Talk about a thankless task! But, I weeded through every bin and opened every envelope and eventually found my England photos. Yeah!

They were terrible. No wonder I'd hidden them away! They were dark and grainy, and even though I'd shot a few good pictures of the Bedruthan Steps and St. Michael's Mount, I didn't have enough source material on which to base a travelogue.

Plan B. Had the Google Earth car passed through Cornwall anytime recently?

Yes! That little car had traveled everywhere—major highways, country lanes, and everywhere in between. So I undertook a virtual tour of Cornwall, revisiting all my favorite places and finding a few new ones. The camera even allowed me to walk across the St. Michael's Mount causeway at low tide and explore the island at my leisure, without having to climb the wonky stairs again. It was better than being there in person! I visited Port Isaac, where Doc Martin is filmed, and Clovelly, which is another iconic village, and drove right into the parking lot that leads to the entrance of the Bedruthan Steps. But that's where my tour ended. The Google Earth people had opted not to descend the stairs. Nuts. Now what?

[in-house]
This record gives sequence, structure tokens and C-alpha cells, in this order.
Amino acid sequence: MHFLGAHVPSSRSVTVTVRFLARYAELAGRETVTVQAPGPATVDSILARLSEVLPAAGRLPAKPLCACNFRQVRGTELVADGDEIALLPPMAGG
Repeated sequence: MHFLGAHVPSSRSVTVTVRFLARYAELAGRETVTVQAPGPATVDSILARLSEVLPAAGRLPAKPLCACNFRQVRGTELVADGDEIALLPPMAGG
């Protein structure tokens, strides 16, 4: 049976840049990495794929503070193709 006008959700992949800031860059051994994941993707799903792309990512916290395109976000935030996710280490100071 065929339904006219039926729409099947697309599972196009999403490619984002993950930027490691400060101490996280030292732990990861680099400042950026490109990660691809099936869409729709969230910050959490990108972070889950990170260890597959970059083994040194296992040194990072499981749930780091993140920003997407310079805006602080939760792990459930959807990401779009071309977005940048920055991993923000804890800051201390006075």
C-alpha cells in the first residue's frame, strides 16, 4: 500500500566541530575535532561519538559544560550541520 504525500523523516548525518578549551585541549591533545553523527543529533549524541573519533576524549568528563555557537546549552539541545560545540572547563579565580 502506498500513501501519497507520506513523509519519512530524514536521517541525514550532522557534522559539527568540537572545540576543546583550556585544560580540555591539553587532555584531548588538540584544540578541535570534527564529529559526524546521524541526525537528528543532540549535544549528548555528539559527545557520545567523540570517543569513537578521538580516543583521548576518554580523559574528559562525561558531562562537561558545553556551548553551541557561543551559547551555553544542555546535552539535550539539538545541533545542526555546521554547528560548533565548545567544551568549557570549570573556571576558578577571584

Plan C. YouTube! I found a few short clips of a rescue on the Bedruthan Steps and a drone flyover of the beach, but they weren't very helpful. Then I struck the mother lode. One camcorder-toting tourist had recorded his entire visit, from the entrance at the top of the stairs to the beach. He even explored a cave that tunneled through the headland and exited onto another rock-strewn beach. Missed that the first time. The cliffs had crumbled dramatically since my original visit, so metal fencing now clung to the cliff face to protect tourists from avalanching rock. And this new information would allow me to write about the site as it currently appeared. I was thrilled.